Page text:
That peace, that suspension, what else does anybody want to know? I spent Valentine's Day with three other students reading the Word to each other, talking about God's love for us and in us and through us. And it was the most natural thing, to talk about Christ the Lover pursuing us his Beloved. And I don't know why I'd ever spend Valentine's Day in another way. Or any day. Oh, and I got a kiss. Chocolate. Sweet. Literally.
We talked about conflict yesterday in class. Readings on Northern Uganda, on Sudan, on what about Africa makes violence so overwhelming. It reminded me of this cartogram I found many moons ago, of War Deaths in 2002. Check the link and look at War Expenditures. It'll give you some food for thought. At lunch we were still talking about class. Talking about people dying from starvation and being killed and living lives of fear and desperation and hopelessness. And we were crying. One of my friends, I love her, was so upset. "Why ME? Why am I so blessed that I can eat food three times a day, and meanwhile they're DYING?"
Some questions you just have to sit in for awhile. Questions like we discussed in our Simple Living discussion about only asking for our daily bread and nothing more.
But you know that peace I was talking about? I still have it. Today's one of those rare days I'm not wearing my peace cap, but I still have it. I don't' know the answer yet. I don't' know how to figure out how Christ is real if we have to always put the word church in quotations. But for some reason, that love, even if it's missing here, I believe in it, I believe it and it brings peace. Other days I know I won't have it. But still. I believe.
I was sick last night, like bye bye food. But I'm okay today. When I was feeling less okay, though, for sure it sucked, but I didn't want it to stop me from life. Or from loving others. Michelle hasn't been able to eat for over a week, and yet she has the energy every day to get up and go to school and play with our beautiful little neighbor friend Lilyanna.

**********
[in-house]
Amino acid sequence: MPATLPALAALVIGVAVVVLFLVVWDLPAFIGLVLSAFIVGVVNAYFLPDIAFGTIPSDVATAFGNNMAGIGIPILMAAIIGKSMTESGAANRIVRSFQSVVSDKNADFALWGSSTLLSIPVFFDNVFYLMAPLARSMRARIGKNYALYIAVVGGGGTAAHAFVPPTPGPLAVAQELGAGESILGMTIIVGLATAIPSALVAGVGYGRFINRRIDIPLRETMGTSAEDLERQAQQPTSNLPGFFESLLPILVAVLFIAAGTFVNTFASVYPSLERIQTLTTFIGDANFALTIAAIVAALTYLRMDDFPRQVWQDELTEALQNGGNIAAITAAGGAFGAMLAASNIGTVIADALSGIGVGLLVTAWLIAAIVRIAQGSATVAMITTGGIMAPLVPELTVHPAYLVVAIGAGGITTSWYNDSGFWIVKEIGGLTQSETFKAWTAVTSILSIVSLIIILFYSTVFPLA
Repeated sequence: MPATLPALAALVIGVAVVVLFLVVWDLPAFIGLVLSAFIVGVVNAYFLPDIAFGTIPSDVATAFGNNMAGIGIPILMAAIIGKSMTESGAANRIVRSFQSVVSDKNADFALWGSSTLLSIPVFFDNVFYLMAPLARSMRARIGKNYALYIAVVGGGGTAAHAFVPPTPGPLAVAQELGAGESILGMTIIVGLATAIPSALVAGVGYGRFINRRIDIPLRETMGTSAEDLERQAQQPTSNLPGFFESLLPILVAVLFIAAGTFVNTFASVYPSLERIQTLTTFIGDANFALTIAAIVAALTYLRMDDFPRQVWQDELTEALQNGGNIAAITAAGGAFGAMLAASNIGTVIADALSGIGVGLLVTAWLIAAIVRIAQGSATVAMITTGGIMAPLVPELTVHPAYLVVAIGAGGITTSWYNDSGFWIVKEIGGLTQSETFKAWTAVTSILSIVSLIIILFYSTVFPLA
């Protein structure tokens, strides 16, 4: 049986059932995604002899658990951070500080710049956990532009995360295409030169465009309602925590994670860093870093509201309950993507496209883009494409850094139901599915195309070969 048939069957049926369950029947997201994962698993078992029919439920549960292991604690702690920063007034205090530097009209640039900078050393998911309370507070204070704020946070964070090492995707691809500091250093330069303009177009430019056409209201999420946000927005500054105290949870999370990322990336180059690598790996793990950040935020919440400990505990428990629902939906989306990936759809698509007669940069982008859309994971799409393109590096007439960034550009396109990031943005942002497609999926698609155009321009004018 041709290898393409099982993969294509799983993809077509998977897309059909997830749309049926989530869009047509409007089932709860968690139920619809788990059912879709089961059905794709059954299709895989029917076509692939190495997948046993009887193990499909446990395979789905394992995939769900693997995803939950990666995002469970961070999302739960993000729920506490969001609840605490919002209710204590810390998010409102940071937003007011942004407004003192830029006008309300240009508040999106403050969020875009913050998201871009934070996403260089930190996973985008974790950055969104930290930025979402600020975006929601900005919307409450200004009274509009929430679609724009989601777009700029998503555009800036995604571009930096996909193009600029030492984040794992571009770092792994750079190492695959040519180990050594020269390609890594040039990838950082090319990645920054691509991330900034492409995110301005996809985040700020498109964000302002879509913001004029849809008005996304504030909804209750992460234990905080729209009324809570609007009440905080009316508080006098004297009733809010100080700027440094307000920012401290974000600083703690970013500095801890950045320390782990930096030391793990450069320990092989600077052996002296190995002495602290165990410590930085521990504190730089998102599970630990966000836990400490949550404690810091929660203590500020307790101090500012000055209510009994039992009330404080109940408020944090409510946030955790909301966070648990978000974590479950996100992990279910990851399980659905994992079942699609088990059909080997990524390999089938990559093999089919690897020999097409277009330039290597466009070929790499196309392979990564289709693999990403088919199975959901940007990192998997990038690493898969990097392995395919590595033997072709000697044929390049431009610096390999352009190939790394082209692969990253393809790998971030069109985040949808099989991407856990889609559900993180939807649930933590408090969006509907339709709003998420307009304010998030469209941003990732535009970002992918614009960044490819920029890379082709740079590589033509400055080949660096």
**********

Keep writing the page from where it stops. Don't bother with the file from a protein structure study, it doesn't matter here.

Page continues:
One other thing about Christ's love. It's getting so much bigger in my life that I have less and less patience for things that aren't it. Theology-wise, like, I don't want to talk about Christianity anymore, I just want to talk about Christ. His love. That's it. And yet you can't quite do that. Yesterday I was talking with Michelle about the war in Iraq and about Islam and Muslims and are other religions demonic or simply responding to the amount of light they've been given. And I don't know. About any of it. But all I know right now really well is Christ's love. That sounds really hippy. But it's not, I swear. It's real, it's genuine, it's Christ and it's the cross.
And maybe the settlers thought Christ only died for their tribe and were willing to kill for that cross, but Bobby knew that Christ died for all tribes and was willing to die for that cross. People seem to be so willing to take a life rather than give their own. Myself included. A friend I care about a lot made me realize the other day that I'm really quite the hypocrite. It was good. I hope that friend reads this. I know I'm a hypocrite. But Christ. And maybe that friend can't accept but Christ, but I think they might get a love that dies for the one that kills the one that dies.
I'm not that love. I wish I was.
Thursday, February 19, 2009
Posted by Sarah Roar at 3:56 AM